The 60s in Spain were times of change. The economic boom had started around 1959, in the coming years tourism would start to be commonplace. The late 60s were also the start of the late period of the dictatorship, with more protests, ETA starting their activity with attacks. Industry was also emerging as a new way of making money, and Villarreal would not be left out that. For the town, it was the moment when it started growing as an immigration towards Villarreal, and the region, started to happen. In 1960, the census had 24,516 inhabitants, reaching 33,218 in 1970. As the team rose through the ranks, the town grew. In 1996, the census showed 39,550 with 2018 data says 50,577 inhabitants.
Villarreal had accomplished the return to Tercera, which was very celebrated, with even a book commemorating it. They start to get good results in Tercera to be in a position where, while not contender for promotion, they also were not under threat of going down. In 1968, the RFEF started a restructuring of the lower levels, aiming to create a Segunda B, which they said would benefit all teams. As for the 1969/70 there was a plan to make a lot of relegations from Tercera, Pascual Font de Mora decided to reinforce the team to avoid becoming a victim of this change.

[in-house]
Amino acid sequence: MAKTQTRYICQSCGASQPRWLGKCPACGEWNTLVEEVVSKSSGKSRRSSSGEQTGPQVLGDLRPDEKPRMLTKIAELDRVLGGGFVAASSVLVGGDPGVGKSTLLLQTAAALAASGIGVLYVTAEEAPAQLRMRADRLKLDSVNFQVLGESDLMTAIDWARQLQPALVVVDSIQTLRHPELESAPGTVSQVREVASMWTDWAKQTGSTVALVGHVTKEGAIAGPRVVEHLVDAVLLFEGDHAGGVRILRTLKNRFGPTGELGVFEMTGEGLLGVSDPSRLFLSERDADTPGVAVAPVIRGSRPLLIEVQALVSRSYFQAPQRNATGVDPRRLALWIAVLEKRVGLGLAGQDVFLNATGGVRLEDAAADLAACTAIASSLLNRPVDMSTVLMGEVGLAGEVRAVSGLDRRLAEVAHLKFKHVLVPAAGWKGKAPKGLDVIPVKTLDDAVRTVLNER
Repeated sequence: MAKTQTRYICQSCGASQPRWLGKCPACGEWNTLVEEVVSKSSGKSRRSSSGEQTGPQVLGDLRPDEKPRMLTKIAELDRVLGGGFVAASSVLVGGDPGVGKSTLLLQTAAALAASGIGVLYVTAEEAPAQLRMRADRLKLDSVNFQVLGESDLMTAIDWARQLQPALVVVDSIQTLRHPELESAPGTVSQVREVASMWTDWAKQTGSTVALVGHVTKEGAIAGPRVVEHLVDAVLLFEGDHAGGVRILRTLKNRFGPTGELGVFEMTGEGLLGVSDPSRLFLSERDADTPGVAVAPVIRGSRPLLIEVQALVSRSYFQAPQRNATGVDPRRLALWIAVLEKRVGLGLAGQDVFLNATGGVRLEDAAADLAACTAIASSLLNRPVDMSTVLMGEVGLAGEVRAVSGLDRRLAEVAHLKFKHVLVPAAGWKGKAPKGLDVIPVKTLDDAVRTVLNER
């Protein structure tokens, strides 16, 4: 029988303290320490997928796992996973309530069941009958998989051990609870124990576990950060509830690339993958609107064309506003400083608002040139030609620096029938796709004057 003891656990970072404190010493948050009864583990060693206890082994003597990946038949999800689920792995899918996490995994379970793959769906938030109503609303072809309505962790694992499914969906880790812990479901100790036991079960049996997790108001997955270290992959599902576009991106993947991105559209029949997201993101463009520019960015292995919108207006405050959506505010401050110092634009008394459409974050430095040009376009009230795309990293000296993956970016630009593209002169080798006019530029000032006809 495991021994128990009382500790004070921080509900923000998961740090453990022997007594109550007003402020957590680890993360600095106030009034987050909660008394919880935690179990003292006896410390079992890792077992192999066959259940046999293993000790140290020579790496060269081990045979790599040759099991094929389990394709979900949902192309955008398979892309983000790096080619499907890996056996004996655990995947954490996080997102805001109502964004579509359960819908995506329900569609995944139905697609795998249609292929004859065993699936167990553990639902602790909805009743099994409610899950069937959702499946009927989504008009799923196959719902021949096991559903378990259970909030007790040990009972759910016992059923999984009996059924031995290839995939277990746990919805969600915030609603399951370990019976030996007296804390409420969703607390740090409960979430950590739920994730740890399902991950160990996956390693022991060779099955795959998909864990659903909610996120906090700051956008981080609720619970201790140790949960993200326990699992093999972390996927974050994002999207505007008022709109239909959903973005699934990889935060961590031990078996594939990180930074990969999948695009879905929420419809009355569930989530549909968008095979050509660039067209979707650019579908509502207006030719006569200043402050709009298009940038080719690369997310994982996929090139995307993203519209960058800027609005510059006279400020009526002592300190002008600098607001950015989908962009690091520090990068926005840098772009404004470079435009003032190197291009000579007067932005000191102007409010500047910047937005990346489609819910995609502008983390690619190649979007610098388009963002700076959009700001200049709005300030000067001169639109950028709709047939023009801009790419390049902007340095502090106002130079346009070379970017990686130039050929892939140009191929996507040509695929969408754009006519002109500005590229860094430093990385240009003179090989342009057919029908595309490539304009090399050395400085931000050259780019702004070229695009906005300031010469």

They did more than that. Villarreal won the Tercera league, and gaining a spot for the promotion play-offs to Segunda. First rival was the UP Langreo from Asturias, who they defeated 0-1 at La Felguera and drew at home. Next up is Bilbao Atlético, who was used as filial by Athletic Club, but was independent*. Both matches ended 2-1 with the home side winning each. As there was no extra time and no penalty shootouts, the only way to resolve the play-off was a third match, played at a neutral venue.